Chilling food to preserve it is a technology which has been around for longer than you may expect. Archaeologists have found evidence dating back to 1780 BC of ice houses. What the exact purpose was is unclear but the use of ice has been going on for centuries.
Cooling food correctly
Bacteria need 4 elements to multiply:Food, Water, Time and warmth or Temperature. If any of these are changed from the best level , then the multiplication will reduce or stop. Heating food can make food safe by killing bacteria and viruses. Once the target temperature has been reached, for “high risk” foods such as dairy and meat, the temperature must be reduced quickly through the danger zone of 5C to 63C. The time that the food is in the danger zone is important with food needing to be cooled to less than 5C in less than 90 minutes. In Scotland, high risk food must then be stored at less than 5C. In the rest of the UK, it is a maximum of 8C (less than 5C is best practice). Other countries will vary. Check your local laws.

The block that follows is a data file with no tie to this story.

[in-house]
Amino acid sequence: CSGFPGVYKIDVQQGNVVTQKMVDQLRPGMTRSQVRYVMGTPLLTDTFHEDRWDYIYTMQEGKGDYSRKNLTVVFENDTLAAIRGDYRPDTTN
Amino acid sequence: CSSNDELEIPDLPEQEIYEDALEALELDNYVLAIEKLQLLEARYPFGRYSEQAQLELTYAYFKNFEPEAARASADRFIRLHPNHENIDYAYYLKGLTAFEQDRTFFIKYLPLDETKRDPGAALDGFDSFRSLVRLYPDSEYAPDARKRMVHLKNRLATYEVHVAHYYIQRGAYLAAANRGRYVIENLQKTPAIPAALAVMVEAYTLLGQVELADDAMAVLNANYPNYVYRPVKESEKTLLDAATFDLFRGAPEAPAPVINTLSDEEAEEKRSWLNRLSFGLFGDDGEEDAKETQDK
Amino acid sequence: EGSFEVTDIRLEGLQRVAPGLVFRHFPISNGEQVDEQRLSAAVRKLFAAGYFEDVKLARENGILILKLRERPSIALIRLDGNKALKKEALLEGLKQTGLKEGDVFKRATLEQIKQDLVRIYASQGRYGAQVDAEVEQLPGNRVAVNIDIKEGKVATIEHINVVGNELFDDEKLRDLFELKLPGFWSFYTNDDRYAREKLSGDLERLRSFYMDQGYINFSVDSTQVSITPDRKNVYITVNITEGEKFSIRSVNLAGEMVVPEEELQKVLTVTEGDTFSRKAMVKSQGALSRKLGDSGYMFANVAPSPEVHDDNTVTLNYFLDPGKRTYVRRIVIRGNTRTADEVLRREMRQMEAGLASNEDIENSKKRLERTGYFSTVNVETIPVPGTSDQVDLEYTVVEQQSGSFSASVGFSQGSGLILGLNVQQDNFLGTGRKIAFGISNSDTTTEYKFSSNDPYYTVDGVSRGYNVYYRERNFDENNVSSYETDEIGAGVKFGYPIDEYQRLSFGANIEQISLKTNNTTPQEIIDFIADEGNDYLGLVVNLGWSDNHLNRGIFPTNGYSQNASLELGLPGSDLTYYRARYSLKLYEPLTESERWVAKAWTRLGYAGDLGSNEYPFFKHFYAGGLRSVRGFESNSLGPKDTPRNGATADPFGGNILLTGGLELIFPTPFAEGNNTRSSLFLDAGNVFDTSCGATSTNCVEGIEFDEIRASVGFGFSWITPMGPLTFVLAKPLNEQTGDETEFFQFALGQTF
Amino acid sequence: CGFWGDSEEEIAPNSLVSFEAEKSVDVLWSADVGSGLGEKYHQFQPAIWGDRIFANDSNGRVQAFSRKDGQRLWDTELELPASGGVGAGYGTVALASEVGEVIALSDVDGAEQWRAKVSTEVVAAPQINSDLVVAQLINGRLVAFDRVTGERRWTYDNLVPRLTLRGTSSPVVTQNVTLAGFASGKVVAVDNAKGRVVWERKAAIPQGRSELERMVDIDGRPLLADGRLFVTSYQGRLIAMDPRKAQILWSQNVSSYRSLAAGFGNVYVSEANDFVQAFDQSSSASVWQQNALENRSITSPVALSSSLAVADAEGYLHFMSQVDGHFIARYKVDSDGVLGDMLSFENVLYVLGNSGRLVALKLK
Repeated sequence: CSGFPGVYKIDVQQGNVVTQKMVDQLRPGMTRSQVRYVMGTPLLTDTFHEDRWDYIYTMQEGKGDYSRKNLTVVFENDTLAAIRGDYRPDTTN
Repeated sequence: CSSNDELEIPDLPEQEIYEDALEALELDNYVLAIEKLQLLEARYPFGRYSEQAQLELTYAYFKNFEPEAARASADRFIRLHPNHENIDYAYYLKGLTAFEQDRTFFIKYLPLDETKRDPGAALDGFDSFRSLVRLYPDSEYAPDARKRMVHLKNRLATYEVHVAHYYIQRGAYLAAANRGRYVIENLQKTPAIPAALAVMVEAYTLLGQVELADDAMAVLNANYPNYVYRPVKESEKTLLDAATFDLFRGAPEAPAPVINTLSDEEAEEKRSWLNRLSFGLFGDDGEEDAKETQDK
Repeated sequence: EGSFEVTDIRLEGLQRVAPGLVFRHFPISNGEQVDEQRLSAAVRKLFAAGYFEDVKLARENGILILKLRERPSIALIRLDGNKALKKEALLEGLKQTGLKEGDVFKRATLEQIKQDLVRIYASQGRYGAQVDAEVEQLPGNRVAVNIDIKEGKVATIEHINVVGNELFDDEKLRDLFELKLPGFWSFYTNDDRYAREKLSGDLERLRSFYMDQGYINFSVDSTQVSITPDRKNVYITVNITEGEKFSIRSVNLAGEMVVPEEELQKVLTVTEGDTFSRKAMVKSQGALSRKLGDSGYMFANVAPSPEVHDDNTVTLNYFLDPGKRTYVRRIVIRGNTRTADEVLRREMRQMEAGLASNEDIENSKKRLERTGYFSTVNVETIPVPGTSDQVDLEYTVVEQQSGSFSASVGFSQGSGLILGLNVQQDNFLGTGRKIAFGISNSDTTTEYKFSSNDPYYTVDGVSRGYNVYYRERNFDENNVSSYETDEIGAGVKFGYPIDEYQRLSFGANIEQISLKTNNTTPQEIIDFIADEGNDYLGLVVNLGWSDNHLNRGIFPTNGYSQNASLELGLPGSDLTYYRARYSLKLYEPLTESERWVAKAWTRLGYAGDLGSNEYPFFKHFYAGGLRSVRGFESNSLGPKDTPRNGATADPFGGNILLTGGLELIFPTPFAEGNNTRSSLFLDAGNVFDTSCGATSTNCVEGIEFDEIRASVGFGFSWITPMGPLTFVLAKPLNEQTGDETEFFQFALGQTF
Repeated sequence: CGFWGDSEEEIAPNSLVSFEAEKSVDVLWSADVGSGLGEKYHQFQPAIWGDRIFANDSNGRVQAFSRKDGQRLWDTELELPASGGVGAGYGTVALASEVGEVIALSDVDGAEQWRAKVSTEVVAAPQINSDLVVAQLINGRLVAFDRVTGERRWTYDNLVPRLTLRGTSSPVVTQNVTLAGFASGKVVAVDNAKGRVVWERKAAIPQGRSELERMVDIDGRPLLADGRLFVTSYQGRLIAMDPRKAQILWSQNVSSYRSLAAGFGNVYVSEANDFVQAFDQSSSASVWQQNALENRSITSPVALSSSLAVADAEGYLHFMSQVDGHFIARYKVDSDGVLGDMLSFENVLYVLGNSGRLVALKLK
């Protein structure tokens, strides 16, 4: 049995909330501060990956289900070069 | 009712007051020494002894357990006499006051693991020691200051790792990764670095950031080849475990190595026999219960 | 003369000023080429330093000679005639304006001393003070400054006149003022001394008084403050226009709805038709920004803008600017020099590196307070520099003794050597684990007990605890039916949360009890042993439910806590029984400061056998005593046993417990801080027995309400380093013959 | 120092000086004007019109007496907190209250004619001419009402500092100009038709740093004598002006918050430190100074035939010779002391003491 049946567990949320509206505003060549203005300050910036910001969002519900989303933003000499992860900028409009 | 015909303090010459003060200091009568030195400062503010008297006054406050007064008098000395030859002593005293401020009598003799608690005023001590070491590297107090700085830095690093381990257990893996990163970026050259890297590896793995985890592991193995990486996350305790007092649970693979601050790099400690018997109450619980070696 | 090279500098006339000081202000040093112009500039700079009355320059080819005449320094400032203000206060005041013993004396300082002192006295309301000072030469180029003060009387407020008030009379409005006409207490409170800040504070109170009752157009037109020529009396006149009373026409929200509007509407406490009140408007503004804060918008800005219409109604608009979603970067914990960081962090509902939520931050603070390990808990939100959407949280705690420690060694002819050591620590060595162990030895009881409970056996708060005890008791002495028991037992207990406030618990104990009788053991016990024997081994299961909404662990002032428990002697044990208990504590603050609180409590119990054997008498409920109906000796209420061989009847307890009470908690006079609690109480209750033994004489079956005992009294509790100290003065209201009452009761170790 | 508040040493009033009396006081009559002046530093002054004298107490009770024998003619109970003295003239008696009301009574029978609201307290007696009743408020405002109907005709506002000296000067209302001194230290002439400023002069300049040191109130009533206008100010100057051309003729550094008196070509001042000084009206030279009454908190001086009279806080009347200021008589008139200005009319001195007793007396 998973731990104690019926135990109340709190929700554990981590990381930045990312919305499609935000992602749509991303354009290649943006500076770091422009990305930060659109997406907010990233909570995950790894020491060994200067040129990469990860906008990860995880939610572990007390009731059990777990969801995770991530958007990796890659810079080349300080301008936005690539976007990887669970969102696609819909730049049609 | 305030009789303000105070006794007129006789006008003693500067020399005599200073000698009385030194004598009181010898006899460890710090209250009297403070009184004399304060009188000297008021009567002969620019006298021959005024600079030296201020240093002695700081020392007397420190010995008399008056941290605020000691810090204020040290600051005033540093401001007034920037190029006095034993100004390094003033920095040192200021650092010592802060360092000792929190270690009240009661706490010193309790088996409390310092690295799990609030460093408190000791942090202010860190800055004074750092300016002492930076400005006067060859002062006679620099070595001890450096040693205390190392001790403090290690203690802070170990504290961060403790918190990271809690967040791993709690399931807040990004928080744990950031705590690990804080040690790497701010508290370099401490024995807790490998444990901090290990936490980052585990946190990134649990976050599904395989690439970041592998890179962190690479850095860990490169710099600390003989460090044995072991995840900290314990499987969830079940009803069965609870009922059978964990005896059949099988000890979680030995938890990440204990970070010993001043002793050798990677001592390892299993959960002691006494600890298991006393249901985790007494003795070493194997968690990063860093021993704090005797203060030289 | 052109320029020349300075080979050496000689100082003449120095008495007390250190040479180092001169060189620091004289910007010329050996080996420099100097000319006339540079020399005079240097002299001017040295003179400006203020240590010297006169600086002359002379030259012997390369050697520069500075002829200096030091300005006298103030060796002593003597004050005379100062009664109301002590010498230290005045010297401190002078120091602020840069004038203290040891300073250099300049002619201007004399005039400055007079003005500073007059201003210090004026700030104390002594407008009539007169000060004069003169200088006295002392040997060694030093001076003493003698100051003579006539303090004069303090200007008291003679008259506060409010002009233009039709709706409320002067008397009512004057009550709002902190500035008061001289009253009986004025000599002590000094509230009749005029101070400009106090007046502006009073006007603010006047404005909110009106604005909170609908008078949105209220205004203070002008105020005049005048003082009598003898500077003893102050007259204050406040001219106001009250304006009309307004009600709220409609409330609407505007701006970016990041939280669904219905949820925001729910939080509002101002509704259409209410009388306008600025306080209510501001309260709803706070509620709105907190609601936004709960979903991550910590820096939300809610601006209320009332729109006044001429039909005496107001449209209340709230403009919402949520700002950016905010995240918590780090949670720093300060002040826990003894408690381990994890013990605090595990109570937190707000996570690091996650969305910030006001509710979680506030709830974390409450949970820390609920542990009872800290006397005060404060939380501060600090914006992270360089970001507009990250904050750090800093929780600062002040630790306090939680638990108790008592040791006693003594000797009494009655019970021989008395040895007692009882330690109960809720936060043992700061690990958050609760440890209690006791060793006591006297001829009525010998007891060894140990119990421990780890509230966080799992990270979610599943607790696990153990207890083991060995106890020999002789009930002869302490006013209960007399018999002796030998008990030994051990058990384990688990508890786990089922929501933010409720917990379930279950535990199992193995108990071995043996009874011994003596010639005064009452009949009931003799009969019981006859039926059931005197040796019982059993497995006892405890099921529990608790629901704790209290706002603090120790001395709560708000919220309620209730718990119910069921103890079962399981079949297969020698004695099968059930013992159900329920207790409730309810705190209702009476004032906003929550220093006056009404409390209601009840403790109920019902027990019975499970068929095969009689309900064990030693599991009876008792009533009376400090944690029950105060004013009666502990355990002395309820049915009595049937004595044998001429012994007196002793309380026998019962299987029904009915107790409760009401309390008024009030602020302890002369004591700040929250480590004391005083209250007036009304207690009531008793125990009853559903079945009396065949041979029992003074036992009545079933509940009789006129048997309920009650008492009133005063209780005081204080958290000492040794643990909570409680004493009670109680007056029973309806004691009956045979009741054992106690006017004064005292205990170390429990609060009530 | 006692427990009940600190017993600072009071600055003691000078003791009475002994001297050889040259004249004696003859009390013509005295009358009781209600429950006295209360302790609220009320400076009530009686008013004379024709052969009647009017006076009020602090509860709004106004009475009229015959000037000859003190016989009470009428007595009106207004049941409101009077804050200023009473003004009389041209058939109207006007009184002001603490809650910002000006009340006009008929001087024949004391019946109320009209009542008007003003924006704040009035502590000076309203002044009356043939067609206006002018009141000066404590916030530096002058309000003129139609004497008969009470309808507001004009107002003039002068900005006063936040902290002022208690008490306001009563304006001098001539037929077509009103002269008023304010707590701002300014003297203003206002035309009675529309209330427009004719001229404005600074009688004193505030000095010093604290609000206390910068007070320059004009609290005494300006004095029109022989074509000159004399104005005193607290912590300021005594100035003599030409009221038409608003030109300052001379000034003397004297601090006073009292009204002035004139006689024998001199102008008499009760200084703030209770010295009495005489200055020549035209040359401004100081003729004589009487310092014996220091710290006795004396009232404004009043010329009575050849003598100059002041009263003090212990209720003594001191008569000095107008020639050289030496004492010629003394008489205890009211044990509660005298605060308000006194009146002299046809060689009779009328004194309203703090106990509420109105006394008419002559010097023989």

Don’t forget to keep records!
Chilling food quickly
One of the methods that can be used is a blast chiller which drives cool air through the compartment and is used in commercial premises.
Always try to reduce the size of the food that is being chilled, by cutting meat into smaller pieces, baking smaller portions, or using flatter containers. Chilling food quickly is all about the surface area to volume ratio. The smaller the surface area to volume ratio, the slower the food will cool.
Food poisoning and spoilage bacteria thrive between 8C and 63C. this is known as the Danger Zone. Some bacteria can multiply below 8C slowly, and some can survive temperatures above 75C. The ones that can survive above 75C contain spores. Spores act as seeds, and will lie dormant until favourable conditions arise, sometimes for hundreds of years. FInd out more about microbiology here.